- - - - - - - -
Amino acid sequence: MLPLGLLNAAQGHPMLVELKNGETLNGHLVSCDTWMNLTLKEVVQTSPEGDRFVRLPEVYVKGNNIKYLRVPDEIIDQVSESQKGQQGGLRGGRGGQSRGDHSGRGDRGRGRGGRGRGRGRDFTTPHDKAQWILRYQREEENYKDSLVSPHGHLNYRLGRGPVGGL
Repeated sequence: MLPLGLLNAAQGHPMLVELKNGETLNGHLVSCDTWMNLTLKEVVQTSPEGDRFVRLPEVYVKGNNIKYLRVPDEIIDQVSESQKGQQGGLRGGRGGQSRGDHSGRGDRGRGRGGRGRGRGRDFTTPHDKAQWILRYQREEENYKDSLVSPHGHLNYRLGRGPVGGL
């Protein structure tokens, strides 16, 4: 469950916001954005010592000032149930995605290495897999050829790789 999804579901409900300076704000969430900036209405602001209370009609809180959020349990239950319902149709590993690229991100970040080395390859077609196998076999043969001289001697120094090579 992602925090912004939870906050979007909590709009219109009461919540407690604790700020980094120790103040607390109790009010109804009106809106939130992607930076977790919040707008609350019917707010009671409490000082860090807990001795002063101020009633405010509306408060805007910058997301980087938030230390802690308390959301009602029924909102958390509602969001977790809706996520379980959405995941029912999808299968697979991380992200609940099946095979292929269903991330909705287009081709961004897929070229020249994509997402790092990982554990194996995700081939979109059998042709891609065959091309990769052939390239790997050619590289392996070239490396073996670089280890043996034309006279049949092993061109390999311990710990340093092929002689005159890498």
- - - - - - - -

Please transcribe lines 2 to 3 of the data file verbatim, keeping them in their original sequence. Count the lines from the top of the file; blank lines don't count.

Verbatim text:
Repeated sequence: MLPLGLLNAAQGHPMLVELKNGETLNGHLVSCDTWMNLTLKEVVQTSPEGDRFVRLPEVYVKGNNIKYLRVPDEIIDQVSESQKGQQGGLRGGRGGQSRGDHSGRGDRGRGRGGRGRGRGRDFTTPHDKAQWILRYQREEENYKDSLVSPHGHLNYRLGRGPVGGL
């Protein structure tokens, strides 16, 4: 469950916001954005010592000032149930995605290495897999050829790789 999804579901409900300076704000969430900036209405602001209370009609809180959020349990239950319902149709590993690229991100970040080395390859077609196998076999043969001289001697120094090579 992602925090912004939870906050979007909590709009219109009461919540407690604790700020980094120790103040607390109790009010109804009106809106939130992607930076977790919040707008609350019917707010009671409490000082860090807990001795002063101020009633405010509306408060805007910058997301980087938030230390802690308390959301009602029924909102958390509602969001977790809706996520379980959405995941029912999808299968697979991380992200609940099946095979292929269903991330909705287009081709961004897929070229020249994509997402790092990982554990194996995700081939979109059998042709891609065959091309990769052939390239790997050619590289392996070239490396073996670089280890043996034309006279049949092993061109390999311990710990340093092929002689005159890498």